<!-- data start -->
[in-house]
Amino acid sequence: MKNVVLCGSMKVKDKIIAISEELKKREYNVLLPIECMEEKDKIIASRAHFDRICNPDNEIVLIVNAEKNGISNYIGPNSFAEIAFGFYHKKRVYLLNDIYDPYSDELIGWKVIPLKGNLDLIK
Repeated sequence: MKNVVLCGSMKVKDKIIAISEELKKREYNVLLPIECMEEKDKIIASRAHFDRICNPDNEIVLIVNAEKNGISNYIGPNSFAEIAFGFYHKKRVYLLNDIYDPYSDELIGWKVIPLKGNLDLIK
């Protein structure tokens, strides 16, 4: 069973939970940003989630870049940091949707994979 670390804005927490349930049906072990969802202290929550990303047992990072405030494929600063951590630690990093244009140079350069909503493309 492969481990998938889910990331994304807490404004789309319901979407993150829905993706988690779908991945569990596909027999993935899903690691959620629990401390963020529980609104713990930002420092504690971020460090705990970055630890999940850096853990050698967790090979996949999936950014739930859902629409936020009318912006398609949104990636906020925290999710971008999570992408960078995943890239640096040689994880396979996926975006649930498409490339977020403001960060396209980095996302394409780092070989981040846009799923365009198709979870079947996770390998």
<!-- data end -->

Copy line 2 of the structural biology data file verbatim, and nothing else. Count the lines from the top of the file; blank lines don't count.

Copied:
Amino acid sequence: MKNVVLCGSMKVKDKIIAISEELKKREYNVLLPIECMEEKDKIIASRAHFDRICNPDNEIVLIVNAEKNGISNYIGPNSFAEIAFGFYHKKRVYLLNDIYDPYSDELIGWKVIPLKGNLDLIK